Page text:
The descriptive data for the subscales are shown in Table 2. Correlations of each item with the total result on both subscales are relatively high. Partitioning would not significantly increase the reliability of the subscales, and, for this reason, all items were retained on both subscales.
In order to examine the relations in the educational institution at all levels (among teachers, between teachers and professional associates, and between teachers and the principal), the Scale of the State of Relations in the Institution was used, which consists of 13 items. The Scale was previously used in several studies (Pejić Papak et al., 2017; Vujičić and Čamber Tambolaš, 2017, 2019a,b; Vujičić et al., 2018; Čamber Tambolaš and Vujičić, 2019), on different samples and in three different countries (Croatia, Slovenia, Serbia), and, in all contexts, it showed high reliability, with Cronbach's alpha value of 0.83 and higher. For this reason, in the statistical data analysis of this research, the reliability coefficient of the internal consistency Cronbach's alpha was calculated and showed high reliability of the Scale (0.92). The descriptive data for the Scale of the State of Relations in the Institution are shown in Table 3.
Correlation between structural and social dimensions of school culture
In order to determine the existence of a connection between the structural and social dimensions of school culture, Pearson's correlation coefficients (r) were calculated between the subscales of social relations, organization of educational work, and spatial and temporal dimensions.
Statistical analysis showed that all three mentioned subscales are positively correlated with each other (moderate to relatively high), ranging from 0.38 to 0.59. Table 4 shows that both subscales of the structural dimensions of school culture (organization of educational work and spatial and temporal dimensions) have a relatively high positive correlation (r = 0.50, p < 0.01). This means that the more the organization of the entire education of work in the school is directed toward encouraging a socio-constructivist approach to learning in which the importance of the active role of students in the process of creating knowledge is emphasized, the more flexible the organization of space and time for learning and more adaptable to the specific interests of students.
Table 4. Pearson's coefficient of correlation between social and structural dimensions of school culture.
The assessment of the quality of relationships between people in the institution, which represent the operationalization of the social dimension of school culture, has a statistically significant positive correlation with both subscales of the structural dimensions of school culture. The quality of relationships in the institution has a relatively high-positive correlation (r = 0.59, p < 0.01) with the organization of educational work in the school. This means that the higher the quality of teachers' mutual relationships, the more inclined they are to apply modern teaching methods in the organization of educational work methods and strategies, such as project-based learning, integrated learning, and research-based learning. Also, the quality of relationships in the institution has a moderate positive correlation (r = 0.38, p < 0.01) with the spatial and temporal dimensions. This indicates that the more teachers assess the relationships in the collective as positive, the more flexible their shaping of the space and time schedule of living in school and more adapted to the interests and needs of students with the aim of stimulating the learning process and active creation of knowledge.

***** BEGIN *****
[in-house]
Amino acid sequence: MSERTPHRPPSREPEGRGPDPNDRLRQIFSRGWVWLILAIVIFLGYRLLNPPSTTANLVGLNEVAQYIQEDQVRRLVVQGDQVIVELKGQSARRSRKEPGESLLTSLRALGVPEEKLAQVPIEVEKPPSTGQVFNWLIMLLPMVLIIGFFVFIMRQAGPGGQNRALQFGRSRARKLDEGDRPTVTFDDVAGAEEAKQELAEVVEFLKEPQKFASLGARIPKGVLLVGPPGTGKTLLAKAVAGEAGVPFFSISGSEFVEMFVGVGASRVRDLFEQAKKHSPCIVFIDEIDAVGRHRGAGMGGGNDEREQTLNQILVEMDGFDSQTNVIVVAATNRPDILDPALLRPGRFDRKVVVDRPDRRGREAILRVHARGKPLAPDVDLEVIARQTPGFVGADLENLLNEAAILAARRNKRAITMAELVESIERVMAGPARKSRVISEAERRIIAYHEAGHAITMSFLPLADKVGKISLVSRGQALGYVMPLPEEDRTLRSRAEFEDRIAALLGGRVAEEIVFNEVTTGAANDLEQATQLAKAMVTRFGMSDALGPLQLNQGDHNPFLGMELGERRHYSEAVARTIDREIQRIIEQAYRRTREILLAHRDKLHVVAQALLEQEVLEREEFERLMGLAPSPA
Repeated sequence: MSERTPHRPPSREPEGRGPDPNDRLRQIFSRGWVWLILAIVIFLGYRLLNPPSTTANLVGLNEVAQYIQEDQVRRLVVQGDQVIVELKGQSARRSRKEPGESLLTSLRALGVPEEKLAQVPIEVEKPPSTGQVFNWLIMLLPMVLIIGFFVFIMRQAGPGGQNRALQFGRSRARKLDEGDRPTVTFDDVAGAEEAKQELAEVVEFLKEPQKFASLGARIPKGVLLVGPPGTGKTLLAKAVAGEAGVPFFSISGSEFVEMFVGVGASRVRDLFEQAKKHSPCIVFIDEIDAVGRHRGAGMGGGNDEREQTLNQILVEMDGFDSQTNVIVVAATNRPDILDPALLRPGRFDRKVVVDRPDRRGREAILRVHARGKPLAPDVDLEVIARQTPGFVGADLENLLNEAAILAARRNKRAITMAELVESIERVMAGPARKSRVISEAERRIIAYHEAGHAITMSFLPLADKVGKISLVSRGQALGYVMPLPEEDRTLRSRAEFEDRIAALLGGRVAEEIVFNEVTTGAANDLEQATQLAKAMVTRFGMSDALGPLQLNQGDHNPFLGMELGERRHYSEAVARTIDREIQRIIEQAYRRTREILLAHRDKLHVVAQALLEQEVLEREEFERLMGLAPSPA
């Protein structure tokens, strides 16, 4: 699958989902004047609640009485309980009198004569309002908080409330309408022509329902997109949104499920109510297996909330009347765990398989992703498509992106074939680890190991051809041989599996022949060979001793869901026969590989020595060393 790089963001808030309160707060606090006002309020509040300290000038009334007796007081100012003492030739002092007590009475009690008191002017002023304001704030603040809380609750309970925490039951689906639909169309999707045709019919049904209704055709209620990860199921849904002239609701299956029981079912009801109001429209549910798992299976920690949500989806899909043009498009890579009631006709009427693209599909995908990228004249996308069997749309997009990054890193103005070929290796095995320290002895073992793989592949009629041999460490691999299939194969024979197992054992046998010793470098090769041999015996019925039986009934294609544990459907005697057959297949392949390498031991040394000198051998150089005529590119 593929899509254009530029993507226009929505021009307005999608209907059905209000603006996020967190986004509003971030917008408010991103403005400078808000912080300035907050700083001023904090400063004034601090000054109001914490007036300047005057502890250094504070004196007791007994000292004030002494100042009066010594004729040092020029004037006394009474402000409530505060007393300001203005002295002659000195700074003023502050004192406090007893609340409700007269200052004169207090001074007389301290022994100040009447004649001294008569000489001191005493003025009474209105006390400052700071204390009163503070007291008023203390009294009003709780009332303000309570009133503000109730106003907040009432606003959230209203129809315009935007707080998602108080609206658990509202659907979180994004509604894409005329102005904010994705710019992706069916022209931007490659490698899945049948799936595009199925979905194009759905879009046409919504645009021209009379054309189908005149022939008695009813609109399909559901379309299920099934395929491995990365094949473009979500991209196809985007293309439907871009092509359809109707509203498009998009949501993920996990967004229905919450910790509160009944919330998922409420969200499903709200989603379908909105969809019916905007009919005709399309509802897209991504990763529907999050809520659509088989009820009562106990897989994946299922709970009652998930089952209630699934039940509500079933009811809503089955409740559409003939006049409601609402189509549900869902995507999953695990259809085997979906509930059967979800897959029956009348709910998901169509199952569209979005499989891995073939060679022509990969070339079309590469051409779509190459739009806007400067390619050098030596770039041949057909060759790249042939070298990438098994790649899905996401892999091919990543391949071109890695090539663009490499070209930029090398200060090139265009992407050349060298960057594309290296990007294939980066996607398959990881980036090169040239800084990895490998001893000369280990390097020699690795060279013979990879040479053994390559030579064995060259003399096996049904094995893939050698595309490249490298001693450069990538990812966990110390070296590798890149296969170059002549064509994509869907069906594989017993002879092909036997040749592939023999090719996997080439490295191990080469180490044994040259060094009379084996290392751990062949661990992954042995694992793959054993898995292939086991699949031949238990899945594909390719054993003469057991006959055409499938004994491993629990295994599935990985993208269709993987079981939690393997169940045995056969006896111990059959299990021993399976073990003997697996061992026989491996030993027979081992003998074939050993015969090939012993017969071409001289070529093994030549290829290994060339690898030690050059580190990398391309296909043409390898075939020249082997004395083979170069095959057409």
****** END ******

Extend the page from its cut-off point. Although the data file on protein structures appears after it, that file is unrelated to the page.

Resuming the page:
Based on the presented results of Pearson's correlation coefficient, the first research hypothesis about the positive relationship between structural dimensions and social relations as dimensions of school culture is confirmed.
Differences in teachers' assessments of structural and social dimensions of school culture
In order to examine the existence of differences in the assessments of the surveyed teachers about the structural and social dimensions of school culture regarding their level of education, i.e., the differences in assessments between teachers who obtained a college degree (N = 65) and teachers who obtained a university degree (N = 99), a series of t-tests for independent samples was performed on the obtained subscales: social relations, organization of educational work, and spatial and temporal dimensions.
A statistically significant difference was obtained in the average score on the spatial and temporal dimensions scale (t = 2.28, df = 160, p < 0.05), whereby teachers with a college degree have a higher score (M = 3.41, SD = 0.82) compared with teachers with a university degree (M = 3.10, SD = 0.87). The results point to the conclusion that teachers with a lower level of education (college) consider the organization of the spatial and material environment and time schedule in their school to be more flexible and to a greater extent aligned with the educational interests and needs of students than teachers with a completed higher level of education (university). However, the low effect size index η2 = 0.031 (Petz et al., 2012) suggests that educational level can explain only 3.1% of the variance in teachers' assessments of flexibility in organizing the spatial and material environment and time schedule in the schools. This means that there are obviously some other independent variables besides the stated level of education that have a much stronger influence on teachers' assessment of the organization of space and time for learning in school.